Egypt court hands Muslim Brotherhood leaders life sentences

Senior Muslim Brotherhood member Mohamed Al-Beltagi (L) sits behind bars in a glass cage during a trial for him and other members of the now-banned group over charges of breaking out of jail during the 2011 uprising against former president Hosni Mubarak's 29-year rule, at a make-shift courthouse in southern Cairo on December 2, 2018. (AFP/File Photo)
Updated 05 December 2018
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Egypt court hands Muslim Brotherhood leaders life sentences

  • An Egyptian court on Wednesday sentenced Muslim Brotherhood leader Mohamed Badie and his deputy Khairat Al-Shater to life in prison
  • Four others were also handed life sentences on Wednesday

CAIRO: An Egyptian court on Wednesday sentenced Muslim Brotherhood leader Mohamed Badie and his deputy Khairat Al-Shater to life in prison, judicial sources said, in a retrial over violence during the overthrow of president Muhammad Mursi in 2013.
The sentence is one among several trials and retrials against Badie, Shater and other leaders of the party that ruled Egypt before the military ousted Mursi following mass protests against his rule.
Badie and Shater were sentenced to life in 2015 over violence between Brotherhood supporters and opponents near the group’s headquarters.
Four others were also handed life sentences on Wednesday. The court acquitted Saad Al-Katatny, parliament speaker under Mursi, along with a former minister, two prominent Brotherhood figures and two others.
The defendants can appeal the ruling for the last time before the Court of Cassation, Egypt’s highest civilian court.
The public prosecution may also appeal the acquittals or the life sentences that two defendants received instead of death sentences.
The defendants faced charges of inciting violence against the demonstrators in front of the Brotherhood headquarters, aggravated battery and the possession of firearms.
Authorities had referred 18 defendants to trial in the case. Five remain at large and one died before receiving a sentence.
The latest retrial began when the Court of Cassation accepted 13 defendants’ appeals in January 2016.
Separately on Wednesday, two security sources and a judicial source said authorities arrested a justice minister under Mursi and are investigating him for belonging to an illegal group.
The security sources said National Security Agency officers arrested Ahmed Suleiman at his home in Minya governorate on Tuesday and later transferred him to Cairo.
Suleiman had criticized the arrest and trial of Brotherhood leaders after Mursi was ousted.
After Mursi’s ouster, Egypt cracked down on its oldest and most organized militant movement, killing hundreds of its supporters during the violent dispersal of a sit-in, throwing thousands of its supporters in jail and labelling the group a terrorist organization.
The Brotherhood says it is a peaceful movement and denies links to attacks by militants.


Jordan’s PM appeals for more aid as most Syrian refugees set to stay

Updated 20 February 2019
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Jordan’s PM appeals for more aid as most Syrian refugees set to stay

  • Jordan PM says most refugees not returning yet
  • Amman says funding crucial to keep economy afloat

AMMAN: Jordan’s Prime Minister Omar Al-Razzaz appealed on Wednesday to major donors to continue multi-billion dollar funding for Syrian refugees in the kingdom, saying most of those who had fled the eight-year conflict had no intention of returning any time soon.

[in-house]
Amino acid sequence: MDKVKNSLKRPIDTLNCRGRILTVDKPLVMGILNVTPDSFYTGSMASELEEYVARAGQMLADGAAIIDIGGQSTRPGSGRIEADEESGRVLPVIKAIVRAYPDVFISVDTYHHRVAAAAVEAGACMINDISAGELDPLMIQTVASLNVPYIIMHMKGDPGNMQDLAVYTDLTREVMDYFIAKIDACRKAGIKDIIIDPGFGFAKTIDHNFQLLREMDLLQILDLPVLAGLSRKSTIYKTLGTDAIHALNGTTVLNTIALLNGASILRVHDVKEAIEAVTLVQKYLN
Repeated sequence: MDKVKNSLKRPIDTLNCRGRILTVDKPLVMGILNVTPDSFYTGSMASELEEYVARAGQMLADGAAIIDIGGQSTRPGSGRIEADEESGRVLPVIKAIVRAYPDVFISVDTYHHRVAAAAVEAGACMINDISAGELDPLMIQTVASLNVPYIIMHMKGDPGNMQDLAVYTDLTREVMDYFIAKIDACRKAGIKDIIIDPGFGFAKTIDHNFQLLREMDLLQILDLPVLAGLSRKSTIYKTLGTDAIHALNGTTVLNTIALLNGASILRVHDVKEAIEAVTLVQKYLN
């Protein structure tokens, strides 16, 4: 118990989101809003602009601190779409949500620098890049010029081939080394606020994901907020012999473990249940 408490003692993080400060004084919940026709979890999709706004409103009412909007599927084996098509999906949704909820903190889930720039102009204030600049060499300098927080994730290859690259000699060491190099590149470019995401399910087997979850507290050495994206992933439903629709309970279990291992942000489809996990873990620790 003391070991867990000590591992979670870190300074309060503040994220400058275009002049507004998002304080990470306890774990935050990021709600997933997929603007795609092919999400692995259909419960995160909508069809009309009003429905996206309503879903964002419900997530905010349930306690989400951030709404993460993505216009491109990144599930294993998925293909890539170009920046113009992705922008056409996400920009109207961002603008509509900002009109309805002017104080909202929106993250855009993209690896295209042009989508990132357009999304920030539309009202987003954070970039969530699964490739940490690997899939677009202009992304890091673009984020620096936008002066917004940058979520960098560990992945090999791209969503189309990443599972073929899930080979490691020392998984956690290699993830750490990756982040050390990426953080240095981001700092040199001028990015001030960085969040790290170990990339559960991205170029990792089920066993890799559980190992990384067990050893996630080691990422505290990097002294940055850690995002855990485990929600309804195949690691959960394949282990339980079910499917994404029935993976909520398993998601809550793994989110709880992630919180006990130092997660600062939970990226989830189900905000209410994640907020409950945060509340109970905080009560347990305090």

Razzaz told representatives of major Western donors, UN agencies and NGOs that relatively few refugees had gone back since Syrian President Bashar al Assad’s army last summer regained control of southern Syria, where most had fled from.
“The number of refugees that so far returned voluntarily is low and most have no intention of going back any time soon,” Razzaz told a meeting to launch a UN-funded government plan that earmarks $2.4 billion in funding needs for 2019.
Officials say only around 10,000 refugees out of a total estimated at 1.3 million had left since the two countries opened the vital Nassib-Jaber border crossing last October.
Razzaz echoed the UN view that unstable conditions inside Syria, where large-scale destruction, fear of retribution and military conscription has made many reluctant to return.
“We are now entering a new phase of the Syrian crisis, however the impact is still ongoing. The conditions for their return are not present,” Razzaz added.
The prime minister warned against donor fatigue in a protracted crisis where the needs of refugees and vulnerable Jordanians were largely unchanged.
Maintaining funding that covers education, health and crucial services for tens of thousands of Syrian refugees and local communities was crucial to ease rising pressures on the debt-burdened economy, he added.
“Aid helped Jordan in staying resilient in a difficult regional setting,” Razzaz said, adding the refugee burden had strained meagre resources such as water and electricity, with a donor shortfall covered from state finances.
Jordan is struggling to rein in record public debt of $40 billion, equivalent to 95 percent of gross domestic product, under a tough International Monetary Fund (IMF) austerity plan.
Major donors say more than $6 billion had been extended to Jordan since 2015, which economists credit for rejuvenating once sleepy northern border towns, while refugee entrepreneurship brought a pool of cheap labor and new skills, triggering a property boom and higher productivity.
The kingdom received around $1.6 billion last year alone.
“The level of funding to Jordan that still remains is exceptional in global comparison,” said UN Resident and Humanitarian Coordinator Anders Pedersen, adding needs had evolved from the humanitarian aid required early in the conflict to development projects that benefit the economy.